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The third party Microsoft SQL Server database I'm working on is using the structure which can be illustrated with this example:

Let's take three tables:

  • Shop which is the topmost level and corresponds, for example, to an e-commerce website, given that several websites are using the same database,

  • Category which is a logical category of products within a Shop,

  • Product which belongs to a Category (given that the category is mandatory, so there should be no products which don't belong to any category).

Category has one foreign key to Shop. The Product has two foreign keys: one to Category, another to Shop.

If I were designing a similar database, I would have put only one foreign key to Product, linking it only to a Category. IMO, it:

  1. Simplifies the schema,

  2. Avoids the risk of inconsistent state, where product 1 belongs to category 1 and site 2, but category 1 itself belongs to site 1,

  3. (Avoids redundant information to waste the place in the database),

  4. Doesn't make it particularly more difficult to query data. Even if there are cases (for example a search) where the website would need products without carrying too much about the categories, but still considering to what shop they belong, making two joins instead of one is not a big deal.

Why was this third party database done in the way it's done? Are there benefits from this approach?

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3 Answers

Category has one foreign key to Shop. The Product has two foreign keys: one to Category, another to Shop.

There should be a single foreign key referencing two columns in categories.

create table products (
  ...
  primary key (shop_id, category_id, product_id),
  foreign key (shop_id, category_id) 
    references categories (shop_id, category_id)
);

Think about it this way. Conceptually, normalization starts with a single relation that contains all the attributes.

shop_name  category_name    product_name
--
Wibble     Chain saws       Stihl 350
Wibble     Chain saws       Poulan 3X
Wibble     Pole saws        Black & Decker 14 foot electric
Wibble     Pole saws        Corona 15 foot

Thursby    Pole saws        Hitachi electric
Thursby    Pole saws        Remington electric
Thursby    Chain saws       Husqvarna 460
Thursby    Chain saws       Poulan 3x

It should be clear that the only candidate key is {shop_name, category_name, product_name}. It's in 5NF. There's no redundant data.

Replacing text with ID numbers won't improve that.

A design that requires you to chase ID numbers through a hierarchy of tables is an anti-pattern. It's like building an IMS database in SQL. (IMS was a problem the relational model intended to solve.)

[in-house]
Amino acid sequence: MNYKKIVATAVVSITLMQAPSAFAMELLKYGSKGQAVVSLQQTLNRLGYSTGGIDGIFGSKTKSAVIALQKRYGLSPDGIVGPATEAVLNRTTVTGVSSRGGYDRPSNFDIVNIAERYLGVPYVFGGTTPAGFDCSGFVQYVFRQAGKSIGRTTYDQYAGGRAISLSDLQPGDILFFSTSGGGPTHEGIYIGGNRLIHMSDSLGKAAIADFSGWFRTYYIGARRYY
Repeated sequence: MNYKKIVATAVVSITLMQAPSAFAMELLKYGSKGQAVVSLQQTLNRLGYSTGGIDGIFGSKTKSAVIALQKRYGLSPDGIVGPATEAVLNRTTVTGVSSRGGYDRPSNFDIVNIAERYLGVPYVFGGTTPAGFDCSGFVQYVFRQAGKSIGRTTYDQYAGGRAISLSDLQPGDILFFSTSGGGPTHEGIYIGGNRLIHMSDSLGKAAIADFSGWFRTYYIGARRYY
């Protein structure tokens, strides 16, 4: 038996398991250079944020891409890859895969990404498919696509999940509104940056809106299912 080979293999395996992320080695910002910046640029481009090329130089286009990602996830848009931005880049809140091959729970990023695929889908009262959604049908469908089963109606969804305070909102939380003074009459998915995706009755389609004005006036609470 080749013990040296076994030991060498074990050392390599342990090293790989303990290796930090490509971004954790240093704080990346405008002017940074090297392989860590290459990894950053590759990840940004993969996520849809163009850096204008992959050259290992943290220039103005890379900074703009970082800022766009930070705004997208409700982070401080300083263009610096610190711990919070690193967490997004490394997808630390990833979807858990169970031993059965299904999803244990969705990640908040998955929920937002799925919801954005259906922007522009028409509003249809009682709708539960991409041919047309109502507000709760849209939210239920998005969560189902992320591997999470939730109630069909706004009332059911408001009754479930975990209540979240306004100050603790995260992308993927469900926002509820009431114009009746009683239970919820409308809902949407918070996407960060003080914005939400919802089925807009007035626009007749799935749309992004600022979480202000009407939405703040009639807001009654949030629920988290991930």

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Well it constrains you from the off

A large store may contain several categories of product

A product (say sporting goods) may exist in several categories clothing, sportswear

the facet/tag model is probably more applicable lest you wish to constrain the design

so you really should define your semantics ( language meanings ) before embarking on the design.

the simple model is one shop contains many categories a category contains many products

but in reality you may find shops to products will be many to many as will categories to products

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In my example, a product has one and one only category, and a category has one and one only shop. This is also the case for the concerned third party database. –  MainMa Apr 25 '13 at 7:29
    
so category is an attribute of shop, just create a shop field called category. –  Paddy Carroll Apr 25 '13 at 7:38
    
It's not an attribute of shop, since a shop can have zero to many categories. –  MainMa Apr 25 '13 at 7:42
    
now we are getting somewhere: is the mapping of products to categories one to many? –  Paddy Carroll Apr 25 '13 at 7:50
    
Yes. (Shop 1 ↔ 0..* Category) and (Category 1 ↔ 0..* Product). Sorry for not being clear from the beginning. –  MainMa Apr 25 '13 at 7:52
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Given that shops have a one-to-many relationship with categories, and categories have a one-to-many relationship to products, the second foreign key is unnecessary and allows inconsistency.

As you've noted, the relationship between shops and items is already defined via the other foreign keys. Storing the shop key on items means that the item can be allocated to one shop via its category, and another via its own shop key. Therefore in this example, the shop key should not appear on the item. If the item needs to be allocated to a new shop, this should be done by updating the category.

As has been pointed out, in many cases it would make sense to have shops related to categories in a many-to-many relationship, sharing data across shops. This would change things, but that's not the case here.

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